environmental justice

Wed, 2014-11-19 10:00Mike Gaworecki
Mike Gaworecki's picture

Regulators Are Failing To Protect Californians From Oil And Gas Development

Two new reports show that California regulators are failing to enforce basic measures to protect the public—particularly in the most vulnerable communities—from the impacts of oil and gas development.

The FracTracker Alliance has a new report showing that there are 352,724 children in California who attend a school within one mile of an oil and gas well, including at least 217 wells using fracking, acidizing, and gravel packing as a stimulation technique.

State law and corresponding regulations do not place any limit on where the oil and gas industry is allowed to drill, nor do they require that notice be given to parents, teachers, or school officials when fracking or other high intensity oil extraction methods will be used in close proximity to schools, despite the growing number of scientific studies that have identified public health threats from oil and gas development, especially fracking.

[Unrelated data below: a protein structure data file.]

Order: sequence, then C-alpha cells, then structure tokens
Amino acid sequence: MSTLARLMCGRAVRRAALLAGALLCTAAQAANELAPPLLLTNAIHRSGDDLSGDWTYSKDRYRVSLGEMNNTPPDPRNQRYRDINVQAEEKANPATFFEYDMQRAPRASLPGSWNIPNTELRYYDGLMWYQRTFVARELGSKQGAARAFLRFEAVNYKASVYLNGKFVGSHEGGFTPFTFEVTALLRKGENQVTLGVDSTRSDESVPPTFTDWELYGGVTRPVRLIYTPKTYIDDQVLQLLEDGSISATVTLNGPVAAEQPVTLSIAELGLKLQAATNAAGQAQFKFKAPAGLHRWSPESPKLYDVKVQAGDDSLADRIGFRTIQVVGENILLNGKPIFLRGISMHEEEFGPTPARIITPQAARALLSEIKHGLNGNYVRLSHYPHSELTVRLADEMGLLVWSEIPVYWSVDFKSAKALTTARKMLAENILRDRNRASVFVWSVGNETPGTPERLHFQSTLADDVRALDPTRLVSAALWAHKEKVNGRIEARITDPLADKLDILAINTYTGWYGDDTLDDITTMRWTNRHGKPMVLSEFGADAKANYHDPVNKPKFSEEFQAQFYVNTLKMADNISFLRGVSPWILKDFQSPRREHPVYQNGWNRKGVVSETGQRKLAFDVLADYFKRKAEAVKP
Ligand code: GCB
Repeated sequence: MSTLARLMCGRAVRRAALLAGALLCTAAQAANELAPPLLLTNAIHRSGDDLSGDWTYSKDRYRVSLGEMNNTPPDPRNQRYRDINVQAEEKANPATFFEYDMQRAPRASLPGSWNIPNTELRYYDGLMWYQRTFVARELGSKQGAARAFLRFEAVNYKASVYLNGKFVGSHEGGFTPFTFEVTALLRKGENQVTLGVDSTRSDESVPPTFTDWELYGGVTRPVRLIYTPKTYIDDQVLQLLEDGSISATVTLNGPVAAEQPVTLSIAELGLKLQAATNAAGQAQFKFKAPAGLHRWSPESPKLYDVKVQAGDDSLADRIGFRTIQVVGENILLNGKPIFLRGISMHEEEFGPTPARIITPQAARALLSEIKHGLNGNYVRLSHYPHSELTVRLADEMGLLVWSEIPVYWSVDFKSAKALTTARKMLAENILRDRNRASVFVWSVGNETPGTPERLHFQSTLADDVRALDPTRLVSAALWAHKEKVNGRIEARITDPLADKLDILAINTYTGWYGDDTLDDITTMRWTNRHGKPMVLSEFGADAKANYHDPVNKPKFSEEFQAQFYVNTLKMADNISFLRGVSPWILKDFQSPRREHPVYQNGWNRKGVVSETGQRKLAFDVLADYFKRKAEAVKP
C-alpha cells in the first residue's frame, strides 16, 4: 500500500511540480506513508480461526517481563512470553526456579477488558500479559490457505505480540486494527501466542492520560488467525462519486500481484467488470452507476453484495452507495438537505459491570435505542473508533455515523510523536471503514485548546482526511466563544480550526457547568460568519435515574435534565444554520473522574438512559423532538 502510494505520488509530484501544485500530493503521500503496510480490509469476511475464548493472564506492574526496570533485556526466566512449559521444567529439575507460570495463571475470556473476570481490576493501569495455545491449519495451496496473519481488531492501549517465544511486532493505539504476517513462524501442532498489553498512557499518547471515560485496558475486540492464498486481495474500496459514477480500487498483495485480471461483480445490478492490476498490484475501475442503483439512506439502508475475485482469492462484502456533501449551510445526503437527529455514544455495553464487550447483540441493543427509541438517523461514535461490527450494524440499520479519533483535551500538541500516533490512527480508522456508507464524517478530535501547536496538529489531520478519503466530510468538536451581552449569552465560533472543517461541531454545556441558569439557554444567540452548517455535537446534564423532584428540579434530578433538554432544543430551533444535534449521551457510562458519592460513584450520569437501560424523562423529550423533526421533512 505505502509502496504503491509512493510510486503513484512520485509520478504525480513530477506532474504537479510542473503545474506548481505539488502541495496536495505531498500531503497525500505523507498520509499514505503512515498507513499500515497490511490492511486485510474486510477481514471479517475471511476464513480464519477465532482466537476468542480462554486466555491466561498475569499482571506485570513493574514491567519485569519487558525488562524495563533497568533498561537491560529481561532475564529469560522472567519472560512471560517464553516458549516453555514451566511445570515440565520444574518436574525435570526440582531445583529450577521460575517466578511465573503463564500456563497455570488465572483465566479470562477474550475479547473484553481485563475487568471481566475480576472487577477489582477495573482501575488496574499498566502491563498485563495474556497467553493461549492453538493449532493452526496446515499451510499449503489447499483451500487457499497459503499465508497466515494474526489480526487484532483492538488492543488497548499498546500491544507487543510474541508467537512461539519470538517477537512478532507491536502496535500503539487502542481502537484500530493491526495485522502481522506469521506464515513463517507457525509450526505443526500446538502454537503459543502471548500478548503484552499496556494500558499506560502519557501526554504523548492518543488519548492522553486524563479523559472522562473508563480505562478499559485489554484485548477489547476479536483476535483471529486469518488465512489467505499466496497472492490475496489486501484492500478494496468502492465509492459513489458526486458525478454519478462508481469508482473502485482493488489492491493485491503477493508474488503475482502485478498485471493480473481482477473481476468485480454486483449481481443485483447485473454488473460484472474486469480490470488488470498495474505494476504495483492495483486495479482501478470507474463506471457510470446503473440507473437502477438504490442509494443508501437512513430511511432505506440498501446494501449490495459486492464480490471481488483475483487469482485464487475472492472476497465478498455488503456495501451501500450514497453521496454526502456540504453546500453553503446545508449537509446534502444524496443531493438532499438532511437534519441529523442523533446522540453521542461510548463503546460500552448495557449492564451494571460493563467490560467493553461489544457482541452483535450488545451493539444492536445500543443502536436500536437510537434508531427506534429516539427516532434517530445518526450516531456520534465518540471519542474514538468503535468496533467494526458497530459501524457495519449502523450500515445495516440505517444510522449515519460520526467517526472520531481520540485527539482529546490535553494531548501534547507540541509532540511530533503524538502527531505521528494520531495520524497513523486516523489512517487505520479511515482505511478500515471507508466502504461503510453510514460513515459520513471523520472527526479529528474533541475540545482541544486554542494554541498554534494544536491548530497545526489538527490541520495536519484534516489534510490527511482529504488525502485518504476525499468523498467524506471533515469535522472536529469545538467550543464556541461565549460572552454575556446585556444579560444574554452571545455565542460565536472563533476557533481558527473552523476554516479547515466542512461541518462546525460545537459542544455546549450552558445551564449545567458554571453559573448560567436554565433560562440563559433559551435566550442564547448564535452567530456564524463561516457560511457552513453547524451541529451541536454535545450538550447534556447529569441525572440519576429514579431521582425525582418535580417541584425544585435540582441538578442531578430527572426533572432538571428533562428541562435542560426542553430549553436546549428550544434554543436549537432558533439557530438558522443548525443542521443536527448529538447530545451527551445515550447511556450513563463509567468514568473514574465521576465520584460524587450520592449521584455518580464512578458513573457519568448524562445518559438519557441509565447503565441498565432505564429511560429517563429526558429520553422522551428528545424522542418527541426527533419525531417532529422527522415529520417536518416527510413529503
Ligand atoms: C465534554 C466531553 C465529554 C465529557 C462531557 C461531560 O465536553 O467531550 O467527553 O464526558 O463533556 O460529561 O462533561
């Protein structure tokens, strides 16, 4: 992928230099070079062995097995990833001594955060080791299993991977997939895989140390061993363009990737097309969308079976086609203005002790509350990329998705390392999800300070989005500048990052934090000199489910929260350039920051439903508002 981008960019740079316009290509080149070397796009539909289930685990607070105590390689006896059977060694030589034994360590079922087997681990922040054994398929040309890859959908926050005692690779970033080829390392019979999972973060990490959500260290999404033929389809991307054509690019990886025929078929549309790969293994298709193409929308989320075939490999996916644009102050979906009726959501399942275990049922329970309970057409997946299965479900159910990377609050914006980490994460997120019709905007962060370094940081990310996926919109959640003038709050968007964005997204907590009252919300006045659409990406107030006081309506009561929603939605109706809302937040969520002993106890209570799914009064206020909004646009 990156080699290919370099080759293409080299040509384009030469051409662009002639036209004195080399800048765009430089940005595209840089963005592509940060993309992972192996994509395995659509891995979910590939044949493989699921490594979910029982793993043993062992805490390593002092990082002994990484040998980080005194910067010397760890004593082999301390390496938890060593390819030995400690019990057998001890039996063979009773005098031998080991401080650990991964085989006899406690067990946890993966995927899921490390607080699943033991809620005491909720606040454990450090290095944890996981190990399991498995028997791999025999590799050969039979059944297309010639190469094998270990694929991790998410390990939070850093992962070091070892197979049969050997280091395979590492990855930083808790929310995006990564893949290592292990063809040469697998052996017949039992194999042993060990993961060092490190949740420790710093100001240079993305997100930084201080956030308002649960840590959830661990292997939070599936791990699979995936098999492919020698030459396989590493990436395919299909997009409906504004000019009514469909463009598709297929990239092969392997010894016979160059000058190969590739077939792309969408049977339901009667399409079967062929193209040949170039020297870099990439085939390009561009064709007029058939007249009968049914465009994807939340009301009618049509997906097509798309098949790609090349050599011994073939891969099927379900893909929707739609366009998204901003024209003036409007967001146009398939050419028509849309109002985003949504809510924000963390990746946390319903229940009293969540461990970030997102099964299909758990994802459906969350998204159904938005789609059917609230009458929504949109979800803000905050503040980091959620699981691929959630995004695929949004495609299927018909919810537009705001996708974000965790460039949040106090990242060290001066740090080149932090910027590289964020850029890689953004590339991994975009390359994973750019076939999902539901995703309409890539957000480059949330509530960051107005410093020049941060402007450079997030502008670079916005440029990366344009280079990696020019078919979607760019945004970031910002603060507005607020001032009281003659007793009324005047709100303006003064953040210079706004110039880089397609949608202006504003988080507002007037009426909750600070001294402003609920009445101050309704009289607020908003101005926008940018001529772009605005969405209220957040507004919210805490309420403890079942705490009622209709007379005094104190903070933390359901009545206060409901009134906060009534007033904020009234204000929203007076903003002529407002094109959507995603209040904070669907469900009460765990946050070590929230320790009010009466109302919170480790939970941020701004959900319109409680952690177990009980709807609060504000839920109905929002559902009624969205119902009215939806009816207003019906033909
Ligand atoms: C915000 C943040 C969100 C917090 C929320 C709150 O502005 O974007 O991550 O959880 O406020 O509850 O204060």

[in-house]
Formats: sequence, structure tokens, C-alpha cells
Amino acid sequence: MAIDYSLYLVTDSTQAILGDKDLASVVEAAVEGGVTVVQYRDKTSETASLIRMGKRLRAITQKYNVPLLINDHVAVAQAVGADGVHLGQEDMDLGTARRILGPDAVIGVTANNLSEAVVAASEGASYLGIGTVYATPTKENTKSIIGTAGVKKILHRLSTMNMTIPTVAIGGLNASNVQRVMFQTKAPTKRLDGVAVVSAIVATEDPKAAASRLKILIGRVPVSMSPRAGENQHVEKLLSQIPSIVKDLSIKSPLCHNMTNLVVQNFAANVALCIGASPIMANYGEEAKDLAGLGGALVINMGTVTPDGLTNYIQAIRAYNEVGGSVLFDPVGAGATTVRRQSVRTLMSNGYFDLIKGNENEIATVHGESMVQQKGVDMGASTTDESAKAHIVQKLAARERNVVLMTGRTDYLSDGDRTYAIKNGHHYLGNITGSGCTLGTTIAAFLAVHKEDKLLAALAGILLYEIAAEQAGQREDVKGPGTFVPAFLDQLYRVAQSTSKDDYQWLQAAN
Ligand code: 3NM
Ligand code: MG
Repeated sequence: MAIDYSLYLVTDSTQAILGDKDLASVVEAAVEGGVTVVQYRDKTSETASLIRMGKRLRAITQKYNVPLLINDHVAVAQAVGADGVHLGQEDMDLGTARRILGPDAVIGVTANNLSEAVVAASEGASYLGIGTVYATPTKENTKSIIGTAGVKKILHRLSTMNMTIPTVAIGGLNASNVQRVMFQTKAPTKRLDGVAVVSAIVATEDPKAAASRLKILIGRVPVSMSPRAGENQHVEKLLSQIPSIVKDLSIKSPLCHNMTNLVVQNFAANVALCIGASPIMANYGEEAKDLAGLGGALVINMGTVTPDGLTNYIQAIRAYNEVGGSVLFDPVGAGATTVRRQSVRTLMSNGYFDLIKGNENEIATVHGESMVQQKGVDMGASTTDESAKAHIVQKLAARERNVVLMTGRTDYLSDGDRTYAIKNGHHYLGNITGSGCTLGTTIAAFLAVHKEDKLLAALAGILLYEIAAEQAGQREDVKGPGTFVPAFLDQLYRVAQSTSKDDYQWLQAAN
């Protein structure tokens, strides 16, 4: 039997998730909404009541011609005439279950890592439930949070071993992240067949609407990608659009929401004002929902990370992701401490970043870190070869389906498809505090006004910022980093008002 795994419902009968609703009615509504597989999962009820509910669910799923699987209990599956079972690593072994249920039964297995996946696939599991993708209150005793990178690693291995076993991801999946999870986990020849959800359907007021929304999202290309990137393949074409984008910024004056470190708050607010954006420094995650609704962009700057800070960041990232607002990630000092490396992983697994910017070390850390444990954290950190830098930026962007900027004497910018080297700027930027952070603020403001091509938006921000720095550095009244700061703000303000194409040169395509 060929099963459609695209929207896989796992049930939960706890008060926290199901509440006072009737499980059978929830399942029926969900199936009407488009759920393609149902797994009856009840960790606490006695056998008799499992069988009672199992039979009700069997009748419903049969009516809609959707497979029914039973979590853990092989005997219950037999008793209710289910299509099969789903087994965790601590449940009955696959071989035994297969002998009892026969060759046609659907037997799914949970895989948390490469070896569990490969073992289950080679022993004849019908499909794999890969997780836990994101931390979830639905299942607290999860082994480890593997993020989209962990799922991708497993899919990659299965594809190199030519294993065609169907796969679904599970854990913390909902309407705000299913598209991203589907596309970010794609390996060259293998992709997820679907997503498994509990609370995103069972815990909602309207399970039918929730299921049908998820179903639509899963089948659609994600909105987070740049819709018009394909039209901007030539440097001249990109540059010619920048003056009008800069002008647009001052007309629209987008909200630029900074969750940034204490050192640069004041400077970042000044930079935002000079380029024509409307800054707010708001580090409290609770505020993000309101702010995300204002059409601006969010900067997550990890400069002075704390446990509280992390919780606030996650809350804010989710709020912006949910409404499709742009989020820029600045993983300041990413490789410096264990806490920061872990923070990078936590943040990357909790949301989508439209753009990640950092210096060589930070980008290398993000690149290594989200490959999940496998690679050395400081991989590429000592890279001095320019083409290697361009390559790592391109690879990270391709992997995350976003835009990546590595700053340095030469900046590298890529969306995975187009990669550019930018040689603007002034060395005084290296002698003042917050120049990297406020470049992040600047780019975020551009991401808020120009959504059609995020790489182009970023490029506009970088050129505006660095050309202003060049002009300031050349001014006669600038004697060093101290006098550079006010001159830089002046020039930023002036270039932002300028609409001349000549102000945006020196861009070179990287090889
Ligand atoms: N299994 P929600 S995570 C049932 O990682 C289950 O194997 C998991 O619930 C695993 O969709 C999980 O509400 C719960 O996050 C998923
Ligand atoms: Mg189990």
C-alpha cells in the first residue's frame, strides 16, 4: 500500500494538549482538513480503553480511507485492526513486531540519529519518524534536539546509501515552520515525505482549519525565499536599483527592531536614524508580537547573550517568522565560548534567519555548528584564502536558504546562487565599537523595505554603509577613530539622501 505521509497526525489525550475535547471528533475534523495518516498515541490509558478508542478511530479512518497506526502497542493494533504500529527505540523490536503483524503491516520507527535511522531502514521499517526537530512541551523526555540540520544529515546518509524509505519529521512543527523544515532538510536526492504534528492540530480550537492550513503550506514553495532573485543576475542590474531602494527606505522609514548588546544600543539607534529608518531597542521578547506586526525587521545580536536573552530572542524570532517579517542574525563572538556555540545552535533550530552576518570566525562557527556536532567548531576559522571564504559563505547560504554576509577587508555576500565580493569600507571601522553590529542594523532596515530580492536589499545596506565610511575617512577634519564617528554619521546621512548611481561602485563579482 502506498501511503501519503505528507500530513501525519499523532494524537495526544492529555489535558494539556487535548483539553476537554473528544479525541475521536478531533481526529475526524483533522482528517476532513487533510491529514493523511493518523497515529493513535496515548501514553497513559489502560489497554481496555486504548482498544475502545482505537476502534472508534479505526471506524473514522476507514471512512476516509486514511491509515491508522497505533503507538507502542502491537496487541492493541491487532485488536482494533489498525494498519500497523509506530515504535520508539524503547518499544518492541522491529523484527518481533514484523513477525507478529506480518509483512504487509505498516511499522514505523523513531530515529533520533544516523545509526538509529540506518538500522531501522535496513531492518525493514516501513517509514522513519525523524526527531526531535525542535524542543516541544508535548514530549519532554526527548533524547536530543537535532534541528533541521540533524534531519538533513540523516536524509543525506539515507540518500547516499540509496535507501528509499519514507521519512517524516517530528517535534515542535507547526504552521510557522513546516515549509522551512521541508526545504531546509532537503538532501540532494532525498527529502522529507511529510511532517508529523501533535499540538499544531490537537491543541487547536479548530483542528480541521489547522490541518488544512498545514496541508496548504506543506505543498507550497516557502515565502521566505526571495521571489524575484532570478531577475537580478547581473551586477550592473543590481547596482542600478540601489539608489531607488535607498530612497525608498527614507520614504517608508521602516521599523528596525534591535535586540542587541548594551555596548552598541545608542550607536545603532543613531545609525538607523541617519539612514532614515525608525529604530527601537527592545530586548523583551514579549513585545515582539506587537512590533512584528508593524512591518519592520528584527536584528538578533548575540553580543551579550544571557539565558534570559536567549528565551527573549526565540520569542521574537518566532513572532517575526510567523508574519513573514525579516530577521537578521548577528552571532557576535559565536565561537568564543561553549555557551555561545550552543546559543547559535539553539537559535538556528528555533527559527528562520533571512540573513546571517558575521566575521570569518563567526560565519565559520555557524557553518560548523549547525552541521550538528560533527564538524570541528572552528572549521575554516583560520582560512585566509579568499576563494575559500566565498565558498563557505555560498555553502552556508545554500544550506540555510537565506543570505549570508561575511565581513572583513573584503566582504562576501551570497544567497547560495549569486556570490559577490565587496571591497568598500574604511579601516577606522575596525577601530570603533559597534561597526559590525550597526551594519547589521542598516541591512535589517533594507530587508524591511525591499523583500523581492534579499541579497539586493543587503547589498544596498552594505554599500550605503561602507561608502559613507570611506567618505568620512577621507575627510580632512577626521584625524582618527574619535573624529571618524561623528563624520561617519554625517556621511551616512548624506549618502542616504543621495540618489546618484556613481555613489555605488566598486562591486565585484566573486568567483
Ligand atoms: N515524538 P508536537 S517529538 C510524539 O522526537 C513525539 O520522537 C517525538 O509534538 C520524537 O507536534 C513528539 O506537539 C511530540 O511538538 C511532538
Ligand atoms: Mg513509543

State law and regulations are similarly lax in regards to the other end of the oil and gas development cycle, according to Clean Water Action, which has just released a report detailing the threat to California's air and water from the open, unlined pits used to store much of the oil industry's toxic wastewater.

California produced 8 billion gallons of oil and 130 billion gallons of wastewater in 2013—15 barrels of wastewater for every barrel of oil, the CWA report says. There has been no comprehensive analysis of the locations of these pits in relation to high quality groundwater sources, and many of the pits are being operated without any permit whatsoever.

Thu, 2010-09-02 14:53Brendan DeMelle
Brendan DeMelle's picture

EPA Ignores Tennessee and Alabama Coal Ash Victims, Nearest Hearing Is 260 Miles From TVA Disaster Site

September is back to school month, but the next big test for the White House and EPA has already begun. How the Obama administration handles the proposed regulation of coal ash - the toxic waste left over from coal-burning power plants loaded with mercury, lead, and arsenic - will serve as a key indicator of the administration’s sincerity in responding to one of the worst energy and environmental crises threatening the health and water supplies of millions of Americans.

Two key states, Tennessee and Alabama, have been shut out of the discussion on how best to regulate coal ash, thanks to EPA’s bewildering decision not to hold public hearings in either state. Residents of Tennessee might have a few things to say about the impacts of coal ash, since the state suffered the worst coal ash disaster in U.S. history less than two years ago.

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